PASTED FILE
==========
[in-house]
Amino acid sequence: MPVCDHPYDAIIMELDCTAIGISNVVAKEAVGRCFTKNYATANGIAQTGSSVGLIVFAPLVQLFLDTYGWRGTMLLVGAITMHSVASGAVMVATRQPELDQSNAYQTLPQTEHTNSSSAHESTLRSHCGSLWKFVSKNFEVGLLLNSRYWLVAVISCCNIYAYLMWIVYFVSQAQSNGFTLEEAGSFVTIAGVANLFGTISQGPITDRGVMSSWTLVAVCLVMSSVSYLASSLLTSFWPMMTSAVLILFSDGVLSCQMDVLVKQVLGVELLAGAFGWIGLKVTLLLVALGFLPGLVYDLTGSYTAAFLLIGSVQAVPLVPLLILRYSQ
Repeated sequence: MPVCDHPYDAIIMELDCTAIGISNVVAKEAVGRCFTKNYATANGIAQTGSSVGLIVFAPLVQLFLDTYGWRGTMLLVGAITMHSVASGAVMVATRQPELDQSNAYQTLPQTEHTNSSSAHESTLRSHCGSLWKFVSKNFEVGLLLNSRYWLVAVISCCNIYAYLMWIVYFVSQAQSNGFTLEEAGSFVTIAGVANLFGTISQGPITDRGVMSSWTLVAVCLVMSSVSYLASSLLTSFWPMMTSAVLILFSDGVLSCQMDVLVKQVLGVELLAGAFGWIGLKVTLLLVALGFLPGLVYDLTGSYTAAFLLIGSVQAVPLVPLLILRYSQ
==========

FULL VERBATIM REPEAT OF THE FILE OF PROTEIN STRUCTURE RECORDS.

[in-house]
Amino acid sequence: MPVCDHPYDAIIMELDCTAIGISNVVAKEAVGRCFTKNYATANGIAQTGSSVGLIVFAPLVQLFLDTYGWRGTMLLVGAITMHSVASGAVMVATRQPELDQSNAYQTLPQTEHTNSSSAHESTLRSHCGSLWKFVSKNFEVGLLLNSRYWLVAVISCCNIYAYLMWIVYFVSQAQSNGFTLEEAGSFVTIAGVANLFGTISQGPITDRGVMSSWTLVAVCLVMSSVSYLASSLLTSFWPMMTSAVLILFSDGVLSCQMDVLVKQVLGVELLAGAFGWIGLKVTLLLVALGFLPGLVYDLTGSYTAAFLLIGSVQAVPLVPLLILRYSQ
Repeated sequence: MPVCDHPYDAIIMELDCTAIGISNVVAKEAVGRCFTKNYATANGIAQTGSSVGLIVFAPLVQLFLDTYGWRGTMLLVGAITMHSVASGAVMVATRQPELDQSNAYQTLPQTEHTNSSSAHESTLRSHCGSLWKFVSKNFEVGLLLNSRYWLVAVISCCNIYAYLMWIVYFVSQAQSNGFTLEEAGSFVTIAGVANLFGTISQGPITDRGVMSSWTLVAVCLVMSSVSYLASSLLTSFWPMMTSAVLILFSDGVLSCQMDVLVKQVLGVELLAGAFGWIGLKVTLLLVALGFLPGLVYDLTGSYTAAFLLIGSVQAVPLVPLLILRYSQ